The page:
My Life in Korea 101 – First blog post!

Greetings from Daejeon, South Korea!

(And a special greeting to you guys who are copying and pasting that in Google Maps to find out exactly where that is… haha)

So I’ve been in Korea about a month, and it’s been a whirlwind of new languages, new people, different cultures, public buses, pantomimed conversations, and lots and lots of rice. Since there’s no possible way I could explain every colorful, lovely, confusing God-filled moment, I’ll just give an overview now and hopefully post some specific stories later. Feel free to ask me questions in the comment section, or shoot me a message. 🙂

Where am I?P1040579

As I write this, I’m sitting on on our couch in the living room of our beautiful house on Hannam University, a Christian University in Daejeon that’s affiliated with the YAV program. It’s quite the city life here – there’s the hustle and bustle of students running to and fro, and an endless supply of inexpensive ‘college budget’ restaurants super close to our house. Concrete replaces grass in most places, and the lights in the city let me know there’s always something open for business.

The Fam12140929_10200276389489515_3125612786129275305_o(1)

I live with four other American YAV’s, and we have quickly become one weird, quirky, eclectic family. We met each other for the first time about a week before moving to Korea for a year, and are all practicing the idea of the beloved community every day. From left to right in the picture, we’re Alexis, Emily, our friend Hanbyeol, Me, Alyson, and Will. Alexis and Emily are both Floridians, Will is from Arkansas, Alyson is Asian-American, and I’m first generation German-American. And yeah, sometimes this beloved community isn’t as smooth as I just made it sound. Believe me. But sometimes I come home and there are freshly baked scones on the table P1040066up for grabs, or I find my laundry hung up. Sometimes we can’t agree on anything, and our personality differences/communication styles make things tricky. We go on night runs on the nearby track and trade turns crying on each others shoulders when things get overwhelming. This community is definitely one of the hardest and most rewarding aspects of this new life so far.

What do I do here?

I wear many hats. I’m a teacher, a student, a friend, a YAV family member, a band member in our local church, and a co-teacher for Sunday School. Every weekday we all have Korean language class (taught entirely in Korean, by the way) for four hours. The class itself is wild – there are students from all over, including Mongolia, China, Vietnam, The Philippines, and Indonesia. Our common language is body language and pictures, and sometimes the ever helpful but frequently wrong ‘Google translate’ app. Since coming here I regret ever complaining about any language classes taught in the states, where the teacher speaks and understands the same language I understand. It’s pretty beautiful – about 5 different nationalities, languages, and cultures unite to all tackle speaking, writing, and reading in Korean! And yes, we all help each other out when someone (mostly me) doesn’t understand.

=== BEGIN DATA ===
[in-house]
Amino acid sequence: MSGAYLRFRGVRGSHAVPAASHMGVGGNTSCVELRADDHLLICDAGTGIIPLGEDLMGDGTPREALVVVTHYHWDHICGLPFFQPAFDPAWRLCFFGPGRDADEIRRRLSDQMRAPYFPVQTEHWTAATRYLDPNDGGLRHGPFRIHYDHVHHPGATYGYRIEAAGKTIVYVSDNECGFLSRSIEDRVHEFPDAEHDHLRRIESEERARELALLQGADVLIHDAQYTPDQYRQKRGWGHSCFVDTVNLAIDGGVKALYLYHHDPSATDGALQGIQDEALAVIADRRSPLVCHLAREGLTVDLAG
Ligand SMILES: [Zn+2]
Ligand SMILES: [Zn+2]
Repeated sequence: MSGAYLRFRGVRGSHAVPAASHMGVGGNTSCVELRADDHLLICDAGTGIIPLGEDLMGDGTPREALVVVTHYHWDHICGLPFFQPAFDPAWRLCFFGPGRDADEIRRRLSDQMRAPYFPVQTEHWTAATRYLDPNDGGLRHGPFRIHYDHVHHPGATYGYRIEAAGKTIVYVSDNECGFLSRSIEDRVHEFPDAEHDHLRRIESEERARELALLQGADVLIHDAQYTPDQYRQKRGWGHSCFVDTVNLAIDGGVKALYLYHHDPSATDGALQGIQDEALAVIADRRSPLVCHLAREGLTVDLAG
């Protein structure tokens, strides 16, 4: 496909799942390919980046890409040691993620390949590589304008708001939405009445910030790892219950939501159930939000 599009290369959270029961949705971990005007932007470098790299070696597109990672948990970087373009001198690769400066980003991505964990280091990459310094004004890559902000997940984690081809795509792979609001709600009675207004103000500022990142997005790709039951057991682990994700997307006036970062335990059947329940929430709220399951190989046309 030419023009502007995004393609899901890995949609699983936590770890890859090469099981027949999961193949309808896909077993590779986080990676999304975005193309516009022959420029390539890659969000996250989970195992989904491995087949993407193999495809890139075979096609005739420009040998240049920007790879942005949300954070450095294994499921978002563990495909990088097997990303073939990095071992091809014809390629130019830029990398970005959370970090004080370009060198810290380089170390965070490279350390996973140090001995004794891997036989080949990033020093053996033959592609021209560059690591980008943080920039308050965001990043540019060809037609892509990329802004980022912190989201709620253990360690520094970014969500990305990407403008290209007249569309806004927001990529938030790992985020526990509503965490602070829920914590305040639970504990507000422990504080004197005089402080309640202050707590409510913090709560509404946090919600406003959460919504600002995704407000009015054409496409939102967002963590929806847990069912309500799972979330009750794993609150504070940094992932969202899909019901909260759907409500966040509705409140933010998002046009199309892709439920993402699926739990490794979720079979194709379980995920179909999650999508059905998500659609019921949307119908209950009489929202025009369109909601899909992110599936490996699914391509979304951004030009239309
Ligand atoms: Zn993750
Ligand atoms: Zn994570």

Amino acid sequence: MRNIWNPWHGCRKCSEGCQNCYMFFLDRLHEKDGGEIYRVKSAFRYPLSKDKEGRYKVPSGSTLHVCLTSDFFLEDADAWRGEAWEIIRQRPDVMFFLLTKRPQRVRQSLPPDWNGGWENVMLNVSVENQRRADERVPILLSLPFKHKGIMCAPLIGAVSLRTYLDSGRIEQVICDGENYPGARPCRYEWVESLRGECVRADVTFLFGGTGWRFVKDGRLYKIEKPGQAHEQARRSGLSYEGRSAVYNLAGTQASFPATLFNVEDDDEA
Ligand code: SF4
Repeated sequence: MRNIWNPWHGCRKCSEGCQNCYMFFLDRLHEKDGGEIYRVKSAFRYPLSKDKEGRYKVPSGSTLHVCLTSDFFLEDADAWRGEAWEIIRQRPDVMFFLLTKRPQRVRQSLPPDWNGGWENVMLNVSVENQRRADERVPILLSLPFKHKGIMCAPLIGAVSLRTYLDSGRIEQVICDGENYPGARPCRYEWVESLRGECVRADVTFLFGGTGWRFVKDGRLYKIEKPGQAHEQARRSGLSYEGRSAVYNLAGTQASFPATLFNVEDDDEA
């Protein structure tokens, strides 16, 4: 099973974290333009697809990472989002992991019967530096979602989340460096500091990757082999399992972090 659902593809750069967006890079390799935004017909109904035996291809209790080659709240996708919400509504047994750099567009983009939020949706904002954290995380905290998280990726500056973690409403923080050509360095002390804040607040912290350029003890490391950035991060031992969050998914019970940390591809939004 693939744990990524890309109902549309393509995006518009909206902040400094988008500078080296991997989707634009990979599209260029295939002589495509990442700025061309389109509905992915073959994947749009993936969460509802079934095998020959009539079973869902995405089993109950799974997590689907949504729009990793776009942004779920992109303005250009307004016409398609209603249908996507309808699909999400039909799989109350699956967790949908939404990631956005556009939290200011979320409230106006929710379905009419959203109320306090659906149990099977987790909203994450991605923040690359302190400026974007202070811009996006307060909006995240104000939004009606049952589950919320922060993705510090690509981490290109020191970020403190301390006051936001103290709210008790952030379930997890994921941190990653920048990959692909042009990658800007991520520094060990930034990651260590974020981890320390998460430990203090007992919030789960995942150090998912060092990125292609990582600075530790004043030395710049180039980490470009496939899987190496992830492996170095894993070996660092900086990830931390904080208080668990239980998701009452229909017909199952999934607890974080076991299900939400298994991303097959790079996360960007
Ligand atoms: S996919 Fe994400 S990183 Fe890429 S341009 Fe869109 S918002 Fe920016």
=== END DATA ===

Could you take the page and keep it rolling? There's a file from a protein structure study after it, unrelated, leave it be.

After 4 hours, we walk back home for lunch and then go to our respective work sites in the city. I’m an English teacher at Saenaru Gong Dong Che, a soup kitchen and homeless shelter that also acts as a children’s center for low-income families. This community center is my main focus for my year in South Korea, so I’ve dedicated a separate blog post for details about my work here. It’s worth the read, if I do say so myself.

What are the hard parts?

Blessed will be the day when I learn to love others perfectly, the way love has been shown to me. But, until that day, I fail and get upset and frustrated. I want to love my housemates better, I want to love my kids at Saenaru Gong Dong Che better, and I want to fall asleep on my Korean class textbook to let osmosis do its work. I struggle with living a live closely embedded with Jesus’s life, as a beloved daughter who’s Father is the creator of everything. Plainly said, I want to love God more, and love the new people my life has put me in community with better. So, if you’re reading, and you feel inclined to pray, please know your prayers are important and downright necessary. This is an opportunity to take part in what God’s doing in South Korea, so jump on board, friend.

What are the good parts?

Meeting new people and striking up thought-provoking conversations! I adore strangers, so every change to engage with someone new and interesting always gives me energy. Thankfully, I’ve had many encounters with strangers here, on trains, on walks, friends of friends, classmates, and curious individuals who approach me while I’m playing guitar to ask about my music.

God has shown himself to me as faithful, present, and councilor. He brings sweet memories to my mind and shows Himself through swaying trees and random acts oP1040409f kindness through kids at my site. He uncomfortably pokes my heart when I’m straying into selfish or judgmental thoughts, letting me know He loves me too much to sit back and watch me walk in these ways.

(For more stories on what God is specifically doing here in Daejeon, be on the lookout for a separate link on the side, leading to a page with individual stories of this nature. If I’m not careful, I’ll fill up an entire blog post with nothing else, so they get their own space.)

Toodles from South Korea.


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